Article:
Revisiting Martyrs' Square...again: Absence and Presence in Cultural Memory

Transaction Publishers
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Moment to Monument: The Making and Unmaking of Cultural Significance, 2009, 1, pp. 169 - 181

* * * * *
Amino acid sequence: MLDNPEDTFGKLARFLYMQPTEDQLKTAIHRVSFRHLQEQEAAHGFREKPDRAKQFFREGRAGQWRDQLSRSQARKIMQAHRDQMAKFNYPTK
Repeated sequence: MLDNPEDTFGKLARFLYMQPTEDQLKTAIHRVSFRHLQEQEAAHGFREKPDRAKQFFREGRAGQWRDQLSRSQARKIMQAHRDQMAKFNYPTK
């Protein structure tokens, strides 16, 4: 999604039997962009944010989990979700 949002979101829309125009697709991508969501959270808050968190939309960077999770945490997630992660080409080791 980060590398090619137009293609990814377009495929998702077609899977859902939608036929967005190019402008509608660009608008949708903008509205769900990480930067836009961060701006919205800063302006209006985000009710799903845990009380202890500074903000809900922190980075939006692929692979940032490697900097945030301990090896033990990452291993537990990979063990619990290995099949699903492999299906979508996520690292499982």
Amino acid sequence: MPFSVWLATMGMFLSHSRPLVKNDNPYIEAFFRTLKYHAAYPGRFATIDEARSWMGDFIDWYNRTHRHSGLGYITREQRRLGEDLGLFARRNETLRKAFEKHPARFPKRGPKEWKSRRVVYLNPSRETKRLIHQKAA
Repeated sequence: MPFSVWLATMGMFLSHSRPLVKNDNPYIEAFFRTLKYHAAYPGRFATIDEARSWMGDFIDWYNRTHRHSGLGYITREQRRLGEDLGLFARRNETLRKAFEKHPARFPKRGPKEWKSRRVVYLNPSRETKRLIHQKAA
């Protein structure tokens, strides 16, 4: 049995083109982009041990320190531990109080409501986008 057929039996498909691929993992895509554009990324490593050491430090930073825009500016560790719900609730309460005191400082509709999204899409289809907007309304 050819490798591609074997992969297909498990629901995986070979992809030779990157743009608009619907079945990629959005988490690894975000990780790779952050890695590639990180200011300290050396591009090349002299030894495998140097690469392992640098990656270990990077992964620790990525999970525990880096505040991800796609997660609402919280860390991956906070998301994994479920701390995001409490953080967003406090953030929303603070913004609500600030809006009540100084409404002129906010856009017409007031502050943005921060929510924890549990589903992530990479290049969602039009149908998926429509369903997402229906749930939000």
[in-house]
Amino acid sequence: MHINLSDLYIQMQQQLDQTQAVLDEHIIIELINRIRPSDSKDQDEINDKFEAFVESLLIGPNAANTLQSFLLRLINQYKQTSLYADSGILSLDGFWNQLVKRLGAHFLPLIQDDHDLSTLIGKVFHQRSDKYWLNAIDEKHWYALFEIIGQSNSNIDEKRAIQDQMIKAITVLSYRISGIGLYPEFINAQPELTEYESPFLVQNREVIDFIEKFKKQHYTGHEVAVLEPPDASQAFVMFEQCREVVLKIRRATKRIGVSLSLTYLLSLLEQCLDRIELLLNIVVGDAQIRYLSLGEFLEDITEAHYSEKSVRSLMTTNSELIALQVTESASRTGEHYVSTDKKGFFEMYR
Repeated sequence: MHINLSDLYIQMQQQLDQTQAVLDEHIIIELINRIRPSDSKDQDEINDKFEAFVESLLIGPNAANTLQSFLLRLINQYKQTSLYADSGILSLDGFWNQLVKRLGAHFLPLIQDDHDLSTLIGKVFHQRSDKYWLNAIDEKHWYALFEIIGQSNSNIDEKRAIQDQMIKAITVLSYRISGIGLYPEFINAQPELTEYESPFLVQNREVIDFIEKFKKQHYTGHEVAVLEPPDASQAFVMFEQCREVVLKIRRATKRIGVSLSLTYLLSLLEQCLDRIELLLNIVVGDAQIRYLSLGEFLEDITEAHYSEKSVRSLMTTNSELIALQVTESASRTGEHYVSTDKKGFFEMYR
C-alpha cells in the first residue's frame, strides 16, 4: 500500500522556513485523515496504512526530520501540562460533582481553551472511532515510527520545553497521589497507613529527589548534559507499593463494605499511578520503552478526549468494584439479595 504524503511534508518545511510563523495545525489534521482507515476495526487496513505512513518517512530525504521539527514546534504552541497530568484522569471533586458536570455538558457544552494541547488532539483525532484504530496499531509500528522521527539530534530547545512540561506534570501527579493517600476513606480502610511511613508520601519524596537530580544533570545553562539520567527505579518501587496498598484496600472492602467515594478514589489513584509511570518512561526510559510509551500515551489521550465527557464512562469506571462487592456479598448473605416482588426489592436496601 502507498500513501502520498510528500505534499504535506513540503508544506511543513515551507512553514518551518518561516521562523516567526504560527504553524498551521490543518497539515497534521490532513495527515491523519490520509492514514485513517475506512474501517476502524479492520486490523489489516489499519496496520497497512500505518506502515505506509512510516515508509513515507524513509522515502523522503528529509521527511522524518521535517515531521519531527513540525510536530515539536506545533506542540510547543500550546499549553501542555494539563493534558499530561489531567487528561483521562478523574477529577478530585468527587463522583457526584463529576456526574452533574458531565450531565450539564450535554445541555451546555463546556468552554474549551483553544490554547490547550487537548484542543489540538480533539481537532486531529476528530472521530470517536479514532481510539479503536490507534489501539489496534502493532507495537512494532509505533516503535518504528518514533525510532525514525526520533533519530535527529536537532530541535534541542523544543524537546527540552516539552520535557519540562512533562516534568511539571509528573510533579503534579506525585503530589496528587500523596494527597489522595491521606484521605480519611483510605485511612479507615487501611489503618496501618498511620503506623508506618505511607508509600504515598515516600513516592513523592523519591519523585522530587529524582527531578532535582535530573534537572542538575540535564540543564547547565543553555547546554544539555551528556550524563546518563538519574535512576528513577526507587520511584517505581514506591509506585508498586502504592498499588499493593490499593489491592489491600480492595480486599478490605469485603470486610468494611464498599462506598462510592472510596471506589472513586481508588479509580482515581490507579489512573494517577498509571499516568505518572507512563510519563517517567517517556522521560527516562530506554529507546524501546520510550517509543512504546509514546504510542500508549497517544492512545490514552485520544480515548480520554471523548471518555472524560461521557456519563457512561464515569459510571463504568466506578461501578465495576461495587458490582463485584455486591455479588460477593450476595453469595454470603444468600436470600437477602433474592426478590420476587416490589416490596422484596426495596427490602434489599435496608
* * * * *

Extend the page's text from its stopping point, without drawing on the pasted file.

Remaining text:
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During the Lebanese civil war,' the area known as Martyrs' Square (Sahat al-Shuhadah) was transformed into a line of demarcation between Beirut's so-called "Eastern" and "Western" sectors. The Square, previously a thriving cultural hub, had been along-standing emblem of Beirut's cosmopolitanism, its literary license and its political freedom. In the years 1915 and 1916, this same square had witnessed the hangings of Beirut's original martyrs under the Ottomans, the martyrs whose later commemoration gave the square its name. Since the assassination of the former Lebanese Prime Minister Rafik Hariri in 2005 and his burial in the nearby area, there have been several attempts to reclaim some of the numerous associations of the past: the square as a symbol of revolution, the square as the centre of the city,the square as a cosmopolitan sphere, the square as a symbol ofnational unity, the square as memorial for Lebanon's martyrs.
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